Spain's king, wildlife patron, slammed for hunting

Roland Lloyd Parry
16 April 2012
A petition has collected 40,000 signatures urging King Juan-Carlos to give up his presidency of the WWF's Spanish branch
View photos
Spain's King Juan Carlos, pictured at an event in the Pardo palace in Madrid in November, faced fire Monday for a hunting trip in Botswana during which the monarch, patron of a wildlife charity, broke his hip and ended up in hospital

Spain's King Juan Carlos, patron of a wildlife charity, faced fire Monday for making an expensive hunting trip to Botswana while his country struggles with a recession.

Juan Carlos, 74, had urgent surgery on his hip after breaking it on the visit, which left him recovering in a Madrid hospital. But his condition was overshadowed by rare criticism of him for the reported hunting trip.

The palace would not confirm that Juan Carlos was on a hunting trip but did nothing to deny widespread media reports that he went to Botswana, a popular elephant-shooting destination, for a big-game hunt.

The Spanish branch of the WWF, which names him as honorary president, said Monday it "will make comments to the royal palace and reiterate its commitment to the conservation of elephants", in a Twitter message.

Leaders of the two main political parties refrained from explicitly criticising or defending the king, widely respected for helping steer the country to democracy after the death of dictator Francisco Franco in 1975.

But Tomas Gomez, leader of the Madrid branch of the opposition Spanish Socialist party, added his voice to criticism by various minority left-wing political groups and unusually strong censure by the mainstream media.

"The head of state must choose between his obligations and duty of service of his public responsibilities, and an abdication that would allow him to enjoy a different kind of life," Gomez told reporters on Sunday.

Right-leaning newspaper El Mundo called it "an irresponsible trip, made at the most inopportune moment", in an editorial on Sunday.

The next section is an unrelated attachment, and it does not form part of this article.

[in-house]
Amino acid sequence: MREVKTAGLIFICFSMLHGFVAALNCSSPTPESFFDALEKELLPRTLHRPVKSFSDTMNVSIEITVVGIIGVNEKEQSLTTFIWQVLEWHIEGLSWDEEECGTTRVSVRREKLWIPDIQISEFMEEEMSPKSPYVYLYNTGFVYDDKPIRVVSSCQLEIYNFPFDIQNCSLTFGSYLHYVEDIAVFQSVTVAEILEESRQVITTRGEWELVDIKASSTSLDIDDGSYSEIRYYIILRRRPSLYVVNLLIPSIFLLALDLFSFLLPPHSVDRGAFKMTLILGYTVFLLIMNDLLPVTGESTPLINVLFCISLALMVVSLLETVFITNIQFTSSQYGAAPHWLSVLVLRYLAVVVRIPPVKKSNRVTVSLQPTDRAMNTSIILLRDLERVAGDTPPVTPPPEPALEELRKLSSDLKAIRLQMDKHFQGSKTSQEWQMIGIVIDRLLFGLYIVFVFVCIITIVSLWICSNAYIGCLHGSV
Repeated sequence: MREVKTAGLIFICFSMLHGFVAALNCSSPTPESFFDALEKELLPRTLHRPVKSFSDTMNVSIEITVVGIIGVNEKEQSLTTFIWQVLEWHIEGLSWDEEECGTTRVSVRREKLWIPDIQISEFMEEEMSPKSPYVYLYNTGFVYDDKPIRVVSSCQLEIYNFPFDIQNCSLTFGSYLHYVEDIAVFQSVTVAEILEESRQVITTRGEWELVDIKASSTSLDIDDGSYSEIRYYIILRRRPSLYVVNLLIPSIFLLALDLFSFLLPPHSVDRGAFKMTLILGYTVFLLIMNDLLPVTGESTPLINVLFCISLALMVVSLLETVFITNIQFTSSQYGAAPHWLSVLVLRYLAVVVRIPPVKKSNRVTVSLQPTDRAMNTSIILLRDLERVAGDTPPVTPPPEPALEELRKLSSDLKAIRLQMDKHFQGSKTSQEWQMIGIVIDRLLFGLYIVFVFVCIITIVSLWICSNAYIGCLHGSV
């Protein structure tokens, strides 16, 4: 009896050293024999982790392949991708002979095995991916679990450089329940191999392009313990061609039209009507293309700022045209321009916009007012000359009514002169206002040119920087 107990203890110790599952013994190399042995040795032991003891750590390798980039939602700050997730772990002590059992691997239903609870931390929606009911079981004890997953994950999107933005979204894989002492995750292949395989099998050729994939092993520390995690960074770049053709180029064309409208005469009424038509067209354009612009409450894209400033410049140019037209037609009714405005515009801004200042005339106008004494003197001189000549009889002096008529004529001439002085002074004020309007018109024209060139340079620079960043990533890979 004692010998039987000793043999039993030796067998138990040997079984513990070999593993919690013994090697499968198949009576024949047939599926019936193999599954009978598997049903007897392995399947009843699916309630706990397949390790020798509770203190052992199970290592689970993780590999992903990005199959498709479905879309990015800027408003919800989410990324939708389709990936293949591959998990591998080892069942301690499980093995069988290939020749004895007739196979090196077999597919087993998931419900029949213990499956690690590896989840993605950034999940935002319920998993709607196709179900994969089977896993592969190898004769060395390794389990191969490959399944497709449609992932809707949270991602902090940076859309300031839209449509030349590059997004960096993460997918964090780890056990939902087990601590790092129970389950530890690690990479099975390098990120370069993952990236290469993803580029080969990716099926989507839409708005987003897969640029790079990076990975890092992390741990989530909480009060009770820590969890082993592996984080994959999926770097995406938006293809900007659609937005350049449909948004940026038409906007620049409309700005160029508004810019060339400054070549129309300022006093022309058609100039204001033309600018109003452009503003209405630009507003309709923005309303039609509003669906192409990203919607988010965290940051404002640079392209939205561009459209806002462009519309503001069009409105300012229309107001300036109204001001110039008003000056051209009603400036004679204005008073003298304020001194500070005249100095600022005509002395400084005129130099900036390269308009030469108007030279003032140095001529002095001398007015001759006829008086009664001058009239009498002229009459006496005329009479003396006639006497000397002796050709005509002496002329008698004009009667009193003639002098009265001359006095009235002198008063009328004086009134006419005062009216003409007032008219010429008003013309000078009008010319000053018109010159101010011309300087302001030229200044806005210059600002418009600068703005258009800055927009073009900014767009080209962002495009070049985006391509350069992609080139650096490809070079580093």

"The sight of a monarch hunting elephants in Africa when the economic crisis in our country is causing so many problems for Spaniards does not set a good example," it said.

A petition on the online forum Actuable listed 40,000 signatures urging the king to give up his presidency of the Spanish WWF.

Two other animal rights groups, Igualdad Animal and Equanimal, plan to demonstrate on Tuesday outside the hospital where the king is convalescing, they said in a joint statement.

Botswana authorities confirmed Monday that Juan Carlos fell and broke his hip during an elephant hunting expedition in the north of the country.

Juan Carlos arrived in the southern African country last week and left after his fall on Friday in the northern Okavango region, government spokesman Jeff Ramsay told AFP.

"He had a hunting permit for hunting elephant," said Ramsay. "My understanding is he slipped while in his chalet rather than in the bush."

A widely circulated picture of the Juan Carlos posing with an elephant was taken on a previous trip around 2005, Ramsay said.

Botswana has over 150,000 elephants, but the country issues few hunting permits.

"It's something the world doesn't understand. We don't know what to do with all of them, they are too many. We've tried giving them to other countries," said Ramsay.

Juan Carlos has suffered a troublesome few months marked by an embarrassing corruption scandal implicating his son-in-law, the Duke of Palma, Inaki Urdangarin.

Saturday's surgical operation was his fourth in two years.

His surgeon Angel Villamor said the king could expect to be discharged from hospital this week. The Hospital USP San Jose said in a statement Monday his condition "has developed very positively" and he was moving around.

Spanish newspapers published photographs taken in previous years of the king posing with a gun next to apparently dead elephants and buffalos.

In 2009 a court dropped charges against the three authors of a caricature that depicted Juan Carlos on a hunting trip in Russia where he allegedly shot dead a drunken circus bear.

One vocal animal rights activist, French former film starlet Brigitte Bardot, issued an open letter to the king, branding the hunting "indecent, revolting and unworthy of a person of your rank".